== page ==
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Does wuauclt.exe /detectnow /reportnow work?

wuauclt-detectnow-reportnow

What is wuauclt.exe?

It stands for Windows Update Automatic Update CLienT

There are many switches through the years that have been found, and with the help of Strings (Sysinternals), on a current version of Windows 10, you can see that the only ones listed are:

/UpdateDeploymentProvider
/IdleShutdownNow
/ResetEulas
/ResetAuthorization
/RunHandlerComServer
/ReportNow

On older systems (Windows 8.1 and earlier, Server 2012R2 and earlier) you can see that you have a lot more.

/DemoUI
/BeginInteractiveOSUpgrade
/InstallOSUpgrade
/IdleShutdownNow
/ShowOptions
/ShowCheckForUpdates
/ShowWUAutoScan
/UpdateNow
/SelfUpdateUnmanaged
/SelfUpdateManaged
/CloseWindowsUpdate
/ShowWindowsUpdate
/ShowWU
/ResetEulas
/ResetAuthorization
/ShowSettingsDialog
/RunHandlerComServer
/ReportNow
/DetectNow

As you can see, the bolded ones are common between old versions and new versions of Windows.

If you notice, /DetectNow is no longer in the list for Windows 10. This is because Microsoft has deprecated and removed it. Windows 10 has replaced it with: PowerShell.exe (New-Object -ComObject Microsoft.Update.AutoUpdate).DetectNow() or UsoClient.exe StartScan (Still undocumented by Microsoft as of October 2020, but used in forums with success).

As you can see, /ReportNow is still listed, but it has a has a special use case. Microsoft’s official documentation on this switch says “Sends all queued reporting events to the server asynchronously.” but what does that really mean? It means that if there are events to report back to WSUS which have been queued up by the detection sequence (/DetectNow OR the PowerShell or UsoClient equivalent), then when this command is run, it will force the immediate reporting back to WSUS – but only if you have events that were queued up.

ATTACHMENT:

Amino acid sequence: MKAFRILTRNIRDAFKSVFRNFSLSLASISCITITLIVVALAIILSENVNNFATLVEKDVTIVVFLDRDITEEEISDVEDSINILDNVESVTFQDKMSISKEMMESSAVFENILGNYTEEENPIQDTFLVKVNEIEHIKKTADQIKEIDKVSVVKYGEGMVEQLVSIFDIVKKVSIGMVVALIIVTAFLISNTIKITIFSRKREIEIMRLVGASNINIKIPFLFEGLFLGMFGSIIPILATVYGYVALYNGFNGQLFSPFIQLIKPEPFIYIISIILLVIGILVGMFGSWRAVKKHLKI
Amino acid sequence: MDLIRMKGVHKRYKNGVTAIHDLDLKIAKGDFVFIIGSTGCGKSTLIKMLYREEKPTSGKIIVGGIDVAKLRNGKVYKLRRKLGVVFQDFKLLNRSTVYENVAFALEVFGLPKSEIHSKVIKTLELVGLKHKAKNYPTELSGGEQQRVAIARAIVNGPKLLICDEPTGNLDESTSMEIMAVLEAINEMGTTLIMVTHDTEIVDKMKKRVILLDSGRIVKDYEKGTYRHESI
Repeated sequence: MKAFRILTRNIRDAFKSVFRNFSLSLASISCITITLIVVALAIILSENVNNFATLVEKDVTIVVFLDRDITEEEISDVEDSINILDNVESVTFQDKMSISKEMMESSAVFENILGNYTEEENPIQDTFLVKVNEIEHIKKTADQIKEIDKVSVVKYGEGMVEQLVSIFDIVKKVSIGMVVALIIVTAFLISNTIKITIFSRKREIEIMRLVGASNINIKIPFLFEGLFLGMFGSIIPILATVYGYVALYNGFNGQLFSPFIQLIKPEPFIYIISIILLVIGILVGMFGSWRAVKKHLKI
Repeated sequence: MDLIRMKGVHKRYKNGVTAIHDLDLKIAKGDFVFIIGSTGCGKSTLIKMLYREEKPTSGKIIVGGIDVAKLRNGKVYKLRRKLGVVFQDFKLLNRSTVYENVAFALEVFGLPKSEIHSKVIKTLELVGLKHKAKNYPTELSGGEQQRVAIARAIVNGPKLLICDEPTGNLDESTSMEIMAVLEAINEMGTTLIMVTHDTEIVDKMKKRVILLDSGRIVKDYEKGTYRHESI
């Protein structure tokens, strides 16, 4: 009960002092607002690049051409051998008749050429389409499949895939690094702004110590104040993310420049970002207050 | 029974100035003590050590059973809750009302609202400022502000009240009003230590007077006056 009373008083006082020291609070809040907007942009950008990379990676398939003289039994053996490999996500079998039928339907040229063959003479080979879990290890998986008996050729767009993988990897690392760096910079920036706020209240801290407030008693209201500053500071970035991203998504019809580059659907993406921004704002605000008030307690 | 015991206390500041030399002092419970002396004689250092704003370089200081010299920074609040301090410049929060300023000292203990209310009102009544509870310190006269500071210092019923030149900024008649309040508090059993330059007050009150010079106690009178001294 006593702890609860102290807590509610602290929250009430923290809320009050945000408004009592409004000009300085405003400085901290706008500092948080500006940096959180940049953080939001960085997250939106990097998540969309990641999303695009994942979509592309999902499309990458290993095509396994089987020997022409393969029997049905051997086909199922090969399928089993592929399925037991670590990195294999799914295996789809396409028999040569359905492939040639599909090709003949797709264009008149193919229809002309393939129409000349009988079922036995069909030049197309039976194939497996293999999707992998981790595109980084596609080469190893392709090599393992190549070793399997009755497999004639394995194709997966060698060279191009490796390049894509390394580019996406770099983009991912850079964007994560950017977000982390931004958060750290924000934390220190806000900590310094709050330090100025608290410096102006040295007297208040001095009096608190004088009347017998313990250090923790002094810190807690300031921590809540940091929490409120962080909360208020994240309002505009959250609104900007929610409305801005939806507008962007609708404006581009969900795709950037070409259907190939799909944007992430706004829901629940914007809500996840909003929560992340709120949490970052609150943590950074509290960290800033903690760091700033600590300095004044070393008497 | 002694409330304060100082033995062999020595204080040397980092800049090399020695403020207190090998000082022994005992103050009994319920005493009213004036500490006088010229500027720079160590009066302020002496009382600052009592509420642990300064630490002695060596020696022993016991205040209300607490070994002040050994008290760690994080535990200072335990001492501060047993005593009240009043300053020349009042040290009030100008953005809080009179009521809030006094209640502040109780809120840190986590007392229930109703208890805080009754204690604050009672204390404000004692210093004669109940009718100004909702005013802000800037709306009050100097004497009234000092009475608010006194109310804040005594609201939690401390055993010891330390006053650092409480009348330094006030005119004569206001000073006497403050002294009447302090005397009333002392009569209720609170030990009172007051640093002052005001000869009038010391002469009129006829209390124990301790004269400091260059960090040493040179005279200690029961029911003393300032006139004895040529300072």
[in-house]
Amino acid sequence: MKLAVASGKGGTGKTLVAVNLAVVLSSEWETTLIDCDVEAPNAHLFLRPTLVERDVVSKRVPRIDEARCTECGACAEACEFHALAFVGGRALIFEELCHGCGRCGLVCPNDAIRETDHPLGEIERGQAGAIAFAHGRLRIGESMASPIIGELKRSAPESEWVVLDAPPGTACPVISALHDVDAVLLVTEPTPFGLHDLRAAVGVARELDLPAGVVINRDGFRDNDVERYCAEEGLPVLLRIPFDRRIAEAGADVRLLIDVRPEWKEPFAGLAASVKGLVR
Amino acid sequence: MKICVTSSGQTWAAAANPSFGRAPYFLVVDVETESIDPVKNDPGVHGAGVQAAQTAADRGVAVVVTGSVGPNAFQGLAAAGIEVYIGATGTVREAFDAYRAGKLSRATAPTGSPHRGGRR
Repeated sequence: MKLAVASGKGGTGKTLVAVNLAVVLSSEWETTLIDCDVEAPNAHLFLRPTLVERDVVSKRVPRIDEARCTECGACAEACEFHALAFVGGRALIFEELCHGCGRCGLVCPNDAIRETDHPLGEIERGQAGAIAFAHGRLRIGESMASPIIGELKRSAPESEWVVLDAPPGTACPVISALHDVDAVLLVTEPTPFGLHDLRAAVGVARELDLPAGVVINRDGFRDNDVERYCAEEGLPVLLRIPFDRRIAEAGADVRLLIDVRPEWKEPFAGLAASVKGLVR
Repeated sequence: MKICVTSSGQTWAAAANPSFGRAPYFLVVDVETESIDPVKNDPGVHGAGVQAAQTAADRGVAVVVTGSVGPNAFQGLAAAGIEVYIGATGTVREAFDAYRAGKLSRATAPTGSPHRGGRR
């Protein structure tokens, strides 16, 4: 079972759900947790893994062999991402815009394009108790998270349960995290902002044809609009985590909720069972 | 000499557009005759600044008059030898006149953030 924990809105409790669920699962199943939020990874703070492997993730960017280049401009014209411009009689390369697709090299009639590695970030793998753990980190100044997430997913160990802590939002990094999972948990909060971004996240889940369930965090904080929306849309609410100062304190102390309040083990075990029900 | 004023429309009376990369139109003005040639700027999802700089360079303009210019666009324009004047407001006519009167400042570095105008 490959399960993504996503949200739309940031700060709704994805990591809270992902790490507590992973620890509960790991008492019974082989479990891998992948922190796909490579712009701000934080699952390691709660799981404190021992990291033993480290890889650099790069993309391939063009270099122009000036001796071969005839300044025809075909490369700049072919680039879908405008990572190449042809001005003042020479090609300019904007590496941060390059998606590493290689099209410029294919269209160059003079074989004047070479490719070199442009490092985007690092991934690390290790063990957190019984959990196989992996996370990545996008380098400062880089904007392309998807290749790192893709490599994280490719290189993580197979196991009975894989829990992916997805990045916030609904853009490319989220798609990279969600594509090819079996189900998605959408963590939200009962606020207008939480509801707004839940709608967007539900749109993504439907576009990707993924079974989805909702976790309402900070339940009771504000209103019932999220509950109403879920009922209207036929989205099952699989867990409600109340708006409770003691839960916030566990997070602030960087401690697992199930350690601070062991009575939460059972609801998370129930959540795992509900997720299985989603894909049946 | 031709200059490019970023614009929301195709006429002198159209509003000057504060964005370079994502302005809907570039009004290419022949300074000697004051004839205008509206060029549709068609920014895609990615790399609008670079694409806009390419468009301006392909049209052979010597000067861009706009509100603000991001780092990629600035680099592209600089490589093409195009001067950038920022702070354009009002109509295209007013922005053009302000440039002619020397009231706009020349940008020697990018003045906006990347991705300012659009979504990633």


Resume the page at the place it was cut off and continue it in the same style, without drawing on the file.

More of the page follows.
One thing to remember is that the detection sequence WILL ALWAYS REPORT BACK if there are queued events, but it has a 20 minute cool-down delay.

The purpose of the /reportnow parameter is to immediately expire that 20 minute delay.

So, when executingĀ  these two commands together or immediately one after the other, the wuauclt /reportnow command actually does nothing at all.

The proper way to use these two commands, is to first launch the wuauclt /detectnow task (and now the PowerShell equivalent for Windows 10+/Server 2016+), and then WAIT for the completion of the detection event. Typically this could take a couple of minutes, but on a healthy, fully patched system, it may complete in a matter of seconds.

Once the WUAgent is idle, then executing wuauclt /reportnow will cause the call to the ReportingWebService to occur immediately, rather than waiting for the built-in 20 minute delay.